Local Priest Charged with Trying to Lure Four for Sex
Monsignor Stephen T. Forish Was Acquitted of the Same Charge in 1998. He Was Arrested Last Week in Greensburg, Pa.

By Meghan Smith
The Express-Times [Pennsylvania]
September 13, 2006

A 61-year-old Allentown Diocese priest acquitted of soliciting sex from a Bethlehem man in 1998 was arrested last week in western Pennsylvania on allegations he asked four people on a public street for sexual favors.

Monsignor Stephen T. Forish, who at one time was the diocese's pro-life coordinator, admitted Thursday to making inappropriate sexual comments to the victims Aug. 6, state police at Greensburg said.

In court records, state police said Forish approached the unidentified individuals about 1:10 a.m. near East Pittsburgh Street and North Westmoreland Avenue in Greensburg. A separate police report indicates one of the individuals was a male.

He used obscene language when attempting to solicit sex acts from the victims, according to police. Officers located Florish driving away from the area less than 20 minutes after the incidents were reported and stopped him, police said.

He was charged with harassment and disorderly conduct and released. A preliminary hearing is scheduled Nov. 2.

According to Allentown Diocese spokesman Matt Kerr, Forish, who was ordained in 1972, has been staying with family in McAdoo, Pa., following the August incident.

A man who answered the phone at Forish's McAdoo residence Tuesday said the monsignor was unavailable and abruptly hung up the phone.

Kerr said Forish had been working as a non-church affiliated psychologist in the western part of the state and living at a retreat at the time of his arrest.

Though he is still a diocesan priest, Kerr said, Forish no longer identifies himself as a member of the clergy and has not been involved in "active ministry" since he left St. Benedict Church in Berks County in 2002.

Kerr said Forish left the church to pursue a doctoral degree in psychology from Lehigh University that year.

Nearly a decade ago, the Northampton County District Attorney's office filed charges against the longtime priest based on a report from 23-year-old Angel Figueroa, an admitted heroin user, who claimed Forish had offered him money in exchange for performing a sexual act.

Figueroa, who was staying on the 1100 block of Mechanic Street in Bethlehem at the time, told police Forish pulled his car over near the home about 1 a.m. on Sept. 22, 1996, and propositioned him.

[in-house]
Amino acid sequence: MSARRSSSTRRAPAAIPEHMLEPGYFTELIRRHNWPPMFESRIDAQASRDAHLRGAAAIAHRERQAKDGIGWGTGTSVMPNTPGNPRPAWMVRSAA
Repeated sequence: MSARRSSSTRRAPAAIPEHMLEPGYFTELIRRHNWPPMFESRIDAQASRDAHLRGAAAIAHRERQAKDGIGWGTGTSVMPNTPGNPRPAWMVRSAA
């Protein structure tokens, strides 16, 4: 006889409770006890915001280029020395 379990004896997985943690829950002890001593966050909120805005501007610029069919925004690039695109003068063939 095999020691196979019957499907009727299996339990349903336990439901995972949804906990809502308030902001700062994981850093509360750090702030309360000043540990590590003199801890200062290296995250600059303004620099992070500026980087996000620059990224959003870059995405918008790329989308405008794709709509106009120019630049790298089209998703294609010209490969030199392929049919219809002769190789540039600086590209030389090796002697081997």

A jury deliberated the case for more than four hours in January 1998 before acquitting Forish of all charges. After the verdict was read, Forish thanked God, his attorneys and his supporters.

"No one who knew me ever believed I did it, and that was so wonderful," Forish said after the close of his 1998 trial.

According to Kerr, the diocese has been made aware of the new charges pending against Forish.

"The matter's in front of the courts now," he said. "So we're just monitoring the developments."

But the diocese should be doing more, said Juliann Bortz, organizer of the local branch of the Survivors Network of those Abused by Priests (SNAP), which meets monthly in Allentown.

Bortz said by not taking a hard line approach against Forish and other priests accused of similar acts, the diocese is sending a clear message to victims of abuse that they're unprotected.

"If they truly mean that they want to protect us and they're sincere, then yes, they should take a harder stance," she said of the diocese.

The Allentown activist, who alleges she was abused as a student at Allentown Central Catholic High School, said by not holding priests accountable, the diocese appears not to have learned its lesson from past scandals.

Though she said she'd like the diocese to take punitive action against Forish if he's convicted of the charges, she doesn't believe it will happen.

"I can hope, and I can pray that they have the conscience to do something," she said. "Do I think they will? No."

Reporter Meghan Smith can be reached at 610-867-5000 or by e-mail at


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